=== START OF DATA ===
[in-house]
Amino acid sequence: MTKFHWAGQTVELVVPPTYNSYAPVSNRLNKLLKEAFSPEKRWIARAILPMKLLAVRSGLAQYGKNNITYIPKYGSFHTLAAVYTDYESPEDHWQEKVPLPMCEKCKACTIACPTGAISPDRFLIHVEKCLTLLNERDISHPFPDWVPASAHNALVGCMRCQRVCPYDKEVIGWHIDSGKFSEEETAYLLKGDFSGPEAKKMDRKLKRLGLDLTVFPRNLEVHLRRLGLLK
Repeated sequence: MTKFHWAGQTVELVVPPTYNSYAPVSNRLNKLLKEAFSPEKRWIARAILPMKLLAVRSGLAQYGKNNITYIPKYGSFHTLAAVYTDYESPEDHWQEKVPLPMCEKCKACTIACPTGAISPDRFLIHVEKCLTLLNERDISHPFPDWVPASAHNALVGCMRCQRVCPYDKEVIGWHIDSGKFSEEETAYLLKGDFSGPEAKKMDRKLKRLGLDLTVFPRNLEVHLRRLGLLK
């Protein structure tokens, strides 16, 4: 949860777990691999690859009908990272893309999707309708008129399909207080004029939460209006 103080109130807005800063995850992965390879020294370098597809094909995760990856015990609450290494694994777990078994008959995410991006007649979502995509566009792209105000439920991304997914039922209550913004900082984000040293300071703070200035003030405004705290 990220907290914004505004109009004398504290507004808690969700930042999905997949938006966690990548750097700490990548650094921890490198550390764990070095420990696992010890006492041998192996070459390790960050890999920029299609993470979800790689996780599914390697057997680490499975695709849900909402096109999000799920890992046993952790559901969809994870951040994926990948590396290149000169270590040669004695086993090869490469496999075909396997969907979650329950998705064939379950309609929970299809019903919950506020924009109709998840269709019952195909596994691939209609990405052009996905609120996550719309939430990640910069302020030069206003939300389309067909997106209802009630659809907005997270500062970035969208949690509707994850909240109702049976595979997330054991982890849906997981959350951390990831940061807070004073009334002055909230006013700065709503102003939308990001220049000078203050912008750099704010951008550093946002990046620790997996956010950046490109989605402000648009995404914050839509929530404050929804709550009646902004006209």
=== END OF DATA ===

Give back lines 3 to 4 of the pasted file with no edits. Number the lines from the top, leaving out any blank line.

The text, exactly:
Repeated sequence: MTKFHWAGQTVELVVPPTYNSYAPVSNRLNKLLKEAFSPEKRWIARAILPMKLLAVRSGLAQYGKNNITYIPKYGSFHTLAAVYTDYESPEDHWQEKVPLPMCEKCKACTIACPTGAISPDRFLIHVEKCLTLLNERDISHPFPDWVPASAHNALVGCMRCQRVCPYDKEVIGWHIDSGKFSEEETAYLLKGDFSGPEAKKMDRKLKRLGLDLTVFPRNLEVHLRRLGLLK
């Protein structure tokens, strides 16, 4: 949860777990691999690859009908990272893309999707309708008129399909207080004029939460209006 103080109130807005800063995850992965390879020294370098597809094909995760990856015990609450290494694994777990078994008959995410991006007649979502995509566009792209105000439920991304997914039922209550913004900082984000040293300071703070200035003030405004705290 990220907290914004505004109009004398504290507004808690969700930042999905997949938006966690990548750097700490990548650094921890490198550390764990070095420990696992010890006492041998192996070459390790960050890999920029299609993470979800790689996780599914390697057997680490499975695709849900909402096109999000799920890992046993952790559901969809994870951040994926990948590396290149000169270590040669004695086993090869490469496999075909396997969907979650329950998705064939379950309609929970299809019903919950506020924009109709998840269709019952195909596994691939209609990405052009996905609120996550719309939430990640910069302020030069206003939300389309067909997106209802009630659809907005997270500062970035969208949690509707994850909240109702049976595979997330054991982890849906997981959350951390990831940061807070004073009334002055909230006013700065709503102003939308990001220049000078203050912008750099704010951008550093946002990046620790997996956010950046490109989605402000648009995404914050839509929530404050929804709550009646902004006209």